September 24, 2009
By Suzanne Fournier, Vancouver Province
VANCOUVER — The four RCMP officers who Tasered and restrained Robert Dziekanski kept working together for weeks after the Polish immigrant died in their custody at the Vancouver International Airport.
Yet the four officers previously told the inquiry probing his October 2007 death that they never had the opportunity to discuss the case, either at work, at a debriefing session or in phone calls or e-mails.
But on its 61st and final day of hearings, the Braidwood inquiry into Dziekanski's death heard Wednesday from RCMP Sgt. Doug Wright — the immediate supervisor of the four Mounties involved in the Tasering — that the four kept working together "for two or three weeks."
Then, Wright admitted, three of the four were sent on a training course together in Chilliwack, B.C.
Outside the courtroom, Polish government lawyer Don Rosenbloom called Wright's evidence "just beyond belief."
Walter Kosteckyj, lawyer for Dziekanski's mother, Zofia Cisowski, agreed. "You've got four people that work together, they go through what is obviously a traumatic experience, and then they continue to work together for three weeks — and then three of them get sent to do a training course together. What would common sense dictate? Of course they would discuss this incident."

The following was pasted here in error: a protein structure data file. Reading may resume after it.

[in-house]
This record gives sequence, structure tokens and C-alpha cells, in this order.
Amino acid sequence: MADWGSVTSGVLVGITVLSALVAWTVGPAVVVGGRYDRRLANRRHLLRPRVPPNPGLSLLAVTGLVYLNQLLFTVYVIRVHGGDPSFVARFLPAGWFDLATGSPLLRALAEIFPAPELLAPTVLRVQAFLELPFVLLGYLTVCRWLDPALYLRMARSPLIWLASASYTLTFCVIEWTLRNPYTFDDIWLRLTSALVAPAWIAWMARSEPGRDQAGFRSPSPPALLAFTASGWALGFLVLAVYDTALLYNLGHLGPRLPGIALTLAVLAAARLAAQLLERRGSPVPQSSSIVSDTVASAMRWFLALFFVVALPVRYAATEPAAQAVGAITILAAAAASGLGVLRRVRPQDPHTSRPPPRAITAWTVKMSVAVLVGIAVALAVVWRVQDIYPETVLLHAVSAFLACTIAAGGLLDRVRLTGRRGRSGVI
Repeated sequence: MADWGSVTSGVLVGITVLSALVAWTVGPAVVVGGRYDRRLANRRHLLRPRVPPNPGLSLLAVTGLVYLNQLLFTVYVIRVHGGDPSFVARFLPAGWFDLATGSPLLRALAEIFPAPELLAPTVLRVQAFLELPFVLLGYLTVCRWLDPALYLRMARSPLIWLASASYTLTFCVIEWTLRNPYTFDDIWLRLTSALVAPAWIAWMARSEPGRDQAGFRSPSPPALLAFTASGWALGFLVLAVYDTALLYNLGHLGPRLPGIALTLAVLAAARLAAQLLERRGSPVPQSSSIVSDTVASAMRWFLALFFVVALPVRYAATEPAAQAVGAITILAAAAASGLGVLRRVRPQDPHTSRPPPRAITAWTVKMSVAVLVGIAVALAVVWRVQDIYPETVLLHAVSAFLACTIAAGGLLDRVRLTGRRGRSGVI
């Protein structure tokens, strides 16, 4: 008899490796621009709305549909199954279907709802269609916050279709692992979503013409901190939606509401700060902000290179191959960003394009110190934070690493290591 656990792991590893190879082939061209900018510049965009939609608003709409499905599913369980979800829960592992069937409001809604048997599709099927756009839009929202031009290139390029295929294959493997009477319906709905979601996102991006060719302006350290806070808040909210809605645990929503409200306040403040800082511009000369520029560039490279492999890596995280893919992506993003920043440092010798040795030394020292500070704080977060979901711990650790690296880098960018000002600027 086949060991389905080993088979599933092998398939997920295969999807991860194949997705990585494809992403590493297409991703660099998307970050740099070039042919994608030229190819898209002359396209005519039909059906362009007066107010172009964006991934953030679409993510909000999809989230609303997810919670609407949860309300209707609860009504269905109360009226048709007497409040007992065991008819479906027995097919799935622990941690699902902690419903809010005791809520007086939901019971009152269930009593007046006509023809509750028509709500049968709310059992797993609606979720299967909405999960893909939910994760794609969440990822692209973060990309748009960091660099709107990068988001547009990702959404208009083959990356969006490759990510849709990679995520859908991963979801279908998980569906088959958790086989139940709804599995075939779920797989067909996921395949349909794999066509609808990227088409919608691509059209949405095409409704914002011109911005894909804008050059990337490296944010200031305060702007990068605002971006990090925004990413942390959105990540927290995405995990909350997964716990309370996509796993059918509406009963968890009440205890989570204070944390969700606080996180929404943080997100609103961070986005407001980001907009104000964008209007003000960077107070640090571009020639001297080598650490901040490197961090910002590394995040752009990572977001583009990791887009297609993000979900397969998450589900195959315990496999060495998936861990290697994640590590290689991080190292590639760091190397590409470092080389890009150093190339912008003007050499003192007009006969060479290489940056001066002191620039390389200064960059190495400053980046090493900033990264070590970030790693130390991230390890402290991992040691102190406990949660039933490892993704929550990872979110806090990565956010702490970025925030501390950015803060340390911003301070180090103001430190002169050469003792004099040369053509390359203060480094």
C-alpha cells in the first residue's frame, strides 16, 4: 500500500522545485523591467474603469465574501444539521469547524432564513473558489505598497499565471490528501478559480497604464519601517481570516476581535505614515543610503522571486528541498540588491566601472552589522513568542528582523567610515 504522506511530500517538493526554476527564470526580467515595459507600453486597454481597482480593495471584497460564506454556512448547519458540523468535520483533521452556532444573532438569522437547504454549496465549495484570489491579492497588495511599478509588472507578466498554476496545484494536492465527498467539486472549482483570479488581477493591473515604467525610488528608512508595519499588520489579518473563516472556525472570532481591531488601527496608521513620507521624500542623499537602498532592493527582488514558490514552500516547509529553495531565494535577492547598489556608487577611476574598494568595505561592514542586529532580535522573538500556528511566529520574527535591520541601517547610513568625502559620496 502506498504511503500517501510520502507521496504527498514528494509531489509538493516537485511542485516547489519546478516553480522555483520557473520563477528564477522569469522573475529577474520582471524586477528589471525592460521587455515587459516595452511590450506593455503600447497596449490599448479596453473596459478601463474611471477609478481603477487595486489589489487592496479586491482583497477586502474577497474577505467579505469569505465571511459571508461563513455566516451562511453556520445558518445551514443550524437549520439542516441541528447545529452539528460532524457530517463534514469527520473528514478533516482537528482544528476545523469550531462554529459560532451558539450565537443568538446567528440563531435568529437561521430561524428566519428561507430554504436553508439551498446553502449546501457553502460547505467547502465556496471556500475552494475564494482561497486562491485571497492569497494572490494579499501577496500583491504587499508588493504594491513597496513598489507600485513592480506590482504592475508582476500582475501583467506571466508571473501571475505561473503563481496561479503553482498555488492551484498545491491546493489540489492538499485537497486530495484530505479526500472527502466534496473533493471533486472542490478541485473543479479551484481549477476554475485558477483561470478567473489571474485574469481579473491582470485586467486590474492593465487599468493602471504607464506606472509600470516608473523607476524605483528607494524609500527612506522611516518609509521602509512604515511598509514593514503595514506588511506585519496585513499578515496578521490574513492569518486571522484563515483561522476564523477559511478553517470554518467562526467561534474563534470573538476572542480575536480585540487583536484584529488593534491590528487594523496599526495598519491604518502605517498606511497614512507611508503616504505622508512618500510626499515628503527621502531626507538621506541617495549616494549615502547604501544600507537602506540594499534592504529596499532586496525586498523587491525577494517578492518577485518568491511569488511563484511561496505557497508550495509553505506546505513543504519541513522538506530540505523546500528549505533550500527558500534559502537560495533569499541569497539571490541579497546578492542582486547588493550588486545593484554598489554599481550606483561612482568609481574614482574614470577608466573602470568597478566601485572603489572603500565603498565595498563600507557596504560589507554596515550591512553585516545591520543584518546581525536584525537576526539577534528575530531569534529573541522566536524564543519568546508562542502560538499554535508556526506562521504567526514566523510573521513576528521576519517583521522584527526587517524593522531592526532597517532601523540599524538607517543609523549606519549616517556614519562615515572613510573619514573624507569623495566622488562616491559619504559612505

Wright, who was first told of the Tasering and Dziekanski's death by Cpl. Benjamin Monty Robinson at 2 a.m. on Oct. 14, 2007, also said that he warned Robinson to take "excellent" notes as the death would be investigated by the Integrated Homicide Investigation Team.
Wright — whose own extensive notes, released by the inquiry Wednesday, show that he discussed the incident with all cops on his team — admitted Robinson's notes fell far short of excellence. He denied he gave the four officers ample opportunity to corroborate their version of events.
Wright also noted that a police officer involved "in a major incident, any notes he writes at the time may be subject to production or search warrants to address what he did at the time."
Thomas Braidwood, the retired judge in charge of the inquiry, demanded Wright describe Robinson's notes: "Were they excellent?"
Wright replied: "No sir, they were very short. The officers have a duty to report . . . I would have expected there would have been more notes."
Outside the courtroom, Kosteckyj and Rosenbloom said that the four Mounties were never investigated as persons of interest in a homicide.
None of them was ever given a police caution or read his charter rights, the inquiry was told.
WELCOME to TRUTH ... not TASERS
Thursday, September 24, 2009
September 24, 2009